Oregon has become the 18th State Overall to Give Qualified Job-Seekers with Convictions a Fair Chance to Work; 7th State to Enact Law for Private Sector
Salem, OR—Oregon Governor Kate Brown held a ceremonial signing today for House Bill 3025, which requires employers to remove questions about past convictions from job applications and delay conviction inquiries until after an initial interview. Commonly known as “ban the box” (referring to the check-box asking about convictions), this fair-hiring provision postpones such inquiries so that job-seekers can be judged on their qualifications and skills.
Oregon is the 18th state to adopt a fair-chance hiring policy and the 7th state to enact a law that applies to private employers, joining Hawaii, Illinois, Massachusetts, Minnesota, New Jersey, and Rhode Island. More than 100 cities and counties also have similar policies; in late June, New York City enacted the Fair Chance Act, one of the strongest fair-chance laws in the nation. Several national companies, including Walmart, Target, Home Depot, Bed Bath & Beyond, and Koch Industries, have similarly removed the conviction question from their initial application forms.
A coalition of civil rights, community groups, labor and others joined in the Oregon campaign, “A Fair Chance for All,” to reduce employment barriers for people with records. Oregon AFL-CIO President Tom Chamberlain lauded HB 3025, stating, “This is an important step forward for Oregon’s workers. Banning the box will help Oregonians get back on their feet, get back to work to support themselves and their families. Jobs matters; they’re the single best way to avoid recidivism. That means we’re going to make our state stronger, our communities safer, and our incarcerated population smaller through HB 3025.”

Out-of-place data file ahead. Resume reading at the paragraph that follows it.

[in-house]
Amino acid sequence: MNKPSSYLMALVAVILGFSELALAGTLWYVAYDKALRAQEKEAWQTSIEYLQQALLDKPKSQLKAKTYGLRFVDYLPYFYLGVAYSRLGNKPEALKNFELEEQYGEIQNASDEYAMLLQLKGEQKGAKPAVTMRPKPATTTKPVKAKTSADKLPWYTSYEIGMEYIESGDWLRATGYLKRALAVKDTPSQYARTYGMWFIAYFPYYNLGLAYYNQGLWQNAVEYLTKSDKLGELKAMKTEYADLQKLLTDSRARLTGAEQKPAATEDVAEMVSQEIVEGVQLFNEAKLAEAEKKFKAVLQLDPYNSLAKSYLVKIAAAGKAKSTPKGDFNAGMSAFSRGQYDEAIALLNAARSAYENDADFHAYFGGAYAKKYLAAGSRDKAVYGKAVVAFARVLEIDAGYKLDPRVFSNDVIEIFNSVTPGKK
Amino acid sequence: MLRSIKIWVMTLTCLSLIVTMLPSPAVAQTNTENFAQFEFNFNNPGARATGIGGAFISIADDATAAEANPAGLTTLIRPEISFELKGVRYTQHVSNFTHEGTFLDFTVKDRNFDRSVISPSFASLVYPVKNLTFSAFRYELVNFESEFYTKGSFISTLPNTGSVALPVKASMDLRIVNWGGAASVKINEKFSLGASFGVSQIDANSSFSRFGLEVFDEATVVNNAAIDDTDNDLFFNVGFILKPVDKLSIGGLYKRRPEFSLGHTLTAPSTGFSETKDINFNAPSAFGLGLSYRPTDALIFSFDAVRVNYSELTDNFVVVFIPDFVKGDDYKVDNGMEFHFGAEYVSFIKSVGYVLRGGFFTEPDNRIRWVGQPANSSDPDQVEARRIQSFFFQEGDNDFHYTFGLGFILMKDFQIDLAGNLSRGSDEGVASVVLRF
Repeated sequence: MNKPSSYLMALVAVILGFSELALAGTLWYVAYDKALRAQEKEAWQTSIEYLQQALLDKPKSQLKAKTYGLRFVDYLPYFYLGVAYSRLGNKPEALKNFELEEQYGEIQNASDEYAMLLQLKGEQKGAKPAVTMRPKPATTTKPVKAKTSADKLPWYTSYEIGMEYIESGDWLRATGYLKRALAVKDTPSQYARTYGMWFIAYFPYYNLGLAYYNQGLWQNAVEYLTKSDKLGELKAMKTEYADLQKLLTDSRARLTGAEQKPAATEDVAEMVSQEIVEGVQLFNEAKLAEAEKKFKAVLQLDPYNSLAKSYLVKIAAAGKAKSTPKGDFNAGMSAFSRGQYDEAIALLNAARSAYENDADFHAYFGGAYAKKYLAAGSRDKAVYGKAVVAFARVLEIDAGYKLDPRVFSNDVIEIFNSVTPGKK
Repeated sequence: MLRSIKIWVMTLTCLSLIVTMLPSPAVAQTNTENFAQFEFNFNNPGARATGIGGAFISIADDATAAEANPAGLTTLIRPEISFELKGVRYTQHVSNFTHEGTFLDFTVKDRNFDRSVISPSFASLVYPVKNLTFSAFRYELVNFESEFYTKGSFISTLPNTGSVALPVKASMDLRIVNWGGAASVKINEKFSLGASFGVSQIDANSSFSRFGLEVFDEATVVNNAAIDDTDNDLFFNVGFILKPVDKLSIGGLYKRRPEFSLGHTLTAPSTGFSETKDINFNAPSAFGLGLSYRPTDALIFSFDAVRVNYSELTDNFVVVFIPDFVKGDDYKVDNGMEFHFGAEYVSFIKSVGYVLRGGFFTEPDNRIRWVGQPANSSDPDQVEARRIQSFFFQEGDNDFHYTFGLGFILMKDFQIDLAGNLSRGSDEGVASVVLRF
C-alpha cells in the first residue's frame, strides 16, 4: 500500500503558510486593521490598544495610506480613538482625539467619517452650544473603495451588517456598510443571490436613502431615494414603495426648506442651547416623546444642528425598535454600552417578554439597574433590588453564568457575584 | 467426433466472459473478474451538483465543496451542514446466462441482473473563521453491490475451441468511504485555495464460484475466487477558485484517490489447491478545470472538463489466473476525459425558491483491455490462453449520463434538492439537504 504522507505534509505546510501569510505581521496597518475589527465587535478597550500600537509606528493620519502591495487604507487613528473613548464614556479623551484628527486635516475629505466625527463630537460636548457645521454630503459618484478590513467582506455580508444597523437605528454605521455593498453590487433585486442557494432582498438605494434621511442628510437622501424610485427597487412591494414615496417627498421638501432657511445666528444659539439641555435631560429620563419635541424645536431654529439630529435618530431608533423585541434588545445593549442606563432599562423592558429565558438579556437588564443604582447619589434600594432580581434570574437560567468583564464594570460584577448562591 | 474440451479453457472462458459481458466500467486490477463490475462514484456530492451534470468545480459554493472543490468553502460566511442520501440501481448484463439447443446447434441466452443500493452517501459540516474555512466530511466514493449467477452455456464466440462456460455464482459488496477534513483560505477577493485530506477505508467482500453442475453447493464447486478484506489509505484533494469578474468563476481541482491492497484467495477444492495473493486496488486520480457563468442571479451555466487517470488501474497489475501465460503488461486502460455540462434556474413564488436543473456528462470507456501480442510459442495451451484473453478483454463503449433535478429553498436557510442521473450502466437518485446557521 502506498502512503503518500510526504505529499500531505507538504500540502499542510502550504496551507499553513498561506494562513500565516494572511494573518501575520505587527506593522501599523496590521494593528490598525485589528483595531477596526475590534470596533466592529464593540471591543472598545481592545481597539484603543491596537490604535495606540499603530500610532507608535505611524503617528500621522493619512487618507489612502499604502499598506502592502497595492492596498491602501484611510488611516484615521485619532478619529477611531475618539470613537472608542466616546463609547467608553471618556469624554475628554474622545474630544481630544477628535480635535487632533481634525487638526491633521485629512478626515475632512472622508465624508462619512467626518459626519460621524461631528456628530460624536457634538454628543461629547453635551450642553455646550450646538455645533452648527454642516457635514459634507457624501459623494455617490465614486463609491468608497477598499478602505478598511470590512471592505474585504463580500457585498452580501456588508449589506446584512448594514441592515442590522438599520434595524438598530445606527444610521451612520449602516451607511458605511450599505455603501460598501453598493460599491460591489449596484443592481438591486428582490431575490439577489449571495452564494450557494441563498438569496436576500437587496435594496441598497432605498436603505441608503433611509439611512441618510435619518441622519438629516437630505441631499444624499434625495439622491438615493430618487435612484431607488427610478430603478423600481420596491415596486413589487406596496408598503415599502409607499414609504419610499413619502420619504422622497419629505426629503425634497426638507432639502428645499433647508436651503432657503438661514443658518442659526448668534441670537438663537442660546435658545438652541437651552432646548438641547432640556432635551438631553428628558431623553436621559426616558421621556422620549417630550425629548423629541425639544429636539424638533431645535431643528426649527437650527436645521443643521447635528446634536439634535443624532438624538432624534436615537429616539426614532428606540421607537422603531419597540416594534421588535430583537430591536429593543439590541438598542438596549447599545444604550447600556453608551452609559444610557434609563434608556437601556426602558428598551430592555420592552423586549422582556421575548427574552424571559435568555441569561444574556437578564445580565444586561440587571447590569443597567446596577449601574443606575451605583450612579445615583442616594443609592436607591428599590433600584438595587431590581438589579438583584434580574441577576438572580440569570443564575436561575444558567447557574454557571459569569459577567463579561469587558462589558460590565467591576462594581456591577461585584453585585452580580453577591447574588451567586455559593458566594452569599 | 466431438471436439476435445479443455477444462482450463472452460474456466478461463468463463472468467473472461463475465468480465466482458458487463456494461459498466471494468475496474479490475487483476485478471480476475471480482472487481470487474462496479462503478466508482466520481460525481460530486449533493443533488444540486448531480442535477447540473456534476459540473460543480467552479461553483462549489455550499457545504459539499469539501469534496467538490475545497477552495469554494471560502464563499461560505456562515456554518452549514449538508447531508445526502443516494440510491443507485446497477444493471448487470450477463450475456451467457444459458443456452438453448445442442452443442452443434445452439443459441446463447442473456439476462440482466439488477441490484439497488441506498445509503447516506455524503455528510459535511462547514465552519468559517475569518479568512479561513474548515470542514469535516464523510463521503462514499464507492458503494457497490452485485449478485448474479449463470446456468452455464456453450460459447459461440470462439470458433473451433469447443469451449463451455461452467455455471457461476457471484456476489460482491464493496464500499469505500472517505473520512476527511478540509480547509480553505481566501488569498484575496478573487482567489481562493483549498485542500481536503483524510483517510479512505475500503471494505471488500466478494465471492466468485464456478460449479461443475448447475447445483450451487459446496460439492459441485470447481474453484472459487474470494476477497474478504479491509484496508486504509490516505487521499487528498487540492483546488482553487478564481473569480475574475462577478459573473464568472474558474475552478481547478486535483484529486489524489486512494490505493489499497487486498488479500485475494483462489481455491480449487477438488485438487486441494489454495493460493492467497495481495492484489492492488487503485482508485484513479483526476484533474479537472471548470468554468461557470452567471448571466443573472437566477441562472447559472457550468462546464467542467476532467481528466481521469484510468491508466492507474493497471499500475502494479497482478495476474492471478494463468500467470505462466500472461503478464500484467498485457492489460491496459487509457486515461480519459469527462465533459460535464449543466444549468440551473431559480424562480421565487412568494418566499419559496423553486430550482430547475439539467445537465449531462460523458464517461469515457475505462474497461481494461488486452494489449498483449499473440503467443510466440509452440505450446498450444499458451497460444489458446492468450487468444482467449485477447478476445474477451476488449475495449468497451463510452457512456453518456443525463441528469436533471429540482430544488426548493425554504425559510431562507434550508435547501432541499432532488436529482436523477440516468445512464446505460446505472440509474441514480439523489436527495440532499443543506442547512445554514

“We at the Urban League of Portland believe in second chances for all Oregonians. Banning the box on employment applications in our state represents one step forward to break down barriers to employment for people who are ready and willing to work,” said President & CEO Nkenge Harmon Johnson. “Many Oregonians have family members or friends who have been impacted by the criminal justice system, so in many ways, the bill that Governor Brown signs today is an important victory for us all. The Urban League of Portland looks forward to working together with job-seekers and employers to make ‘ban the box’ work, the Oregon way.”
Michelle Natividad Rodriguez, senior staff attorney of the National Employment Law Project, provided testimony in support of the legislation. “We estimate that there are 70 million people with arrest or conviction records in the United States—or about one in three adults,” said Rodriguez. “Today, we join the Fair Shot for All Coalition in congratulating Oregonians for taking this step toward opening the door of opportunity for millions of people who have been locked out of the job market.”
As the 18th state to adopt a fair-chance hiring policy, Oregon joins California, Colorado, Connecticut, Delaware, Georgia, Hawaii, Illinois, Maryland, Massachusetts, Minnesota, Nebraska, New Jersey, New Mexico, Ohio, Rhode Island, Vermont, and Virginia in ensuring fair access to work. In addition to these states, over 100 cities and counties and the District of Columbia have embraced a fair-hiring policy. More than 100 million people now live in states where job applicants are judged on their merits, not just their past.